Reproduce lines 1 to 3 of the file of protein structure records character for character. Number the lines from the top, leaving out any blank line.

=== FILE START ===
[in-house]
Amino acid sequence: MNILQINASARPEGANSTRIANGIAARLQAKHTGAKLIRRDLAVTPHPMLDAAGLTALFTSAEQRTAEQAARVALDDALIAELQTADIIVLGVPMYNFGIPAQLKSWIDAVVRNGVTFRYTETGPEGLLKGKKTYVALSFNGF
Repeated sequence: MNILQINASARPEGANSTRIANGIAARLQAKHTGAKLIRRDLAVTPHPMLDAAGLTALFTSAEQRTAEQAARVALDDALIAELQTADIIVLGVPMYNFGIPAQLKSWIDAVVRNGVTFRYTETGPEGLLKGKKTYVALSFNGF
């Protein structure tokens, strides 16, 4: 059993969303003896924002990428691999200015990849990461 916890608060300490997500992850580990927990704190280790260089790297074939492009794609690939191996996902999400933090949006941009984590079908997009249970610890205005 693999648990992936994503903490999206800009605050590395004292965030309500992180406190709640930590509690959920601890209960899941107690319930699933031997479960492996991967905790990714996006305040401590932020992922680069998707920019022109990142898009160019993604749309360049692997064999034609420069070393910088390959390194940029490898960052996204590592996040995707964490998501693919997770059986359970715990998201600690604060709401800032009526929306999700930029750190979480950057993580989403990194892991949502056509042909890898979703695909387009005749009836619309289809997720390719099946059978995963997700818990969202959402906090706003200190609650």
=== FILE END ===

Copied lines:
[in-house]
Amino acid sequence: MNILQINASARPEGANSTRIANGIAARLQAKHTGAKLIRRDLAVTPHPMLDAAGLTALFTSAEQRTAEQAARVALDDALIAELQTADIIVLGVPMYNFGIPAQLKSWIDAVVRNGVTFRYTETGPEGLLKGKKTYVALSFNGF
Repeated sequence: MNILQINASARPEGANSTRIANGIAARLQAKHTGAKLIRRDLAVTPHPMLDAAGLTALFTSAEQRTAEQAARVALDDALIAELQTADIIVLGVPMYNFGIPAQLKSWIDAVVRNGVTFRYTETGPEGLLKGKKTYVALSFNGF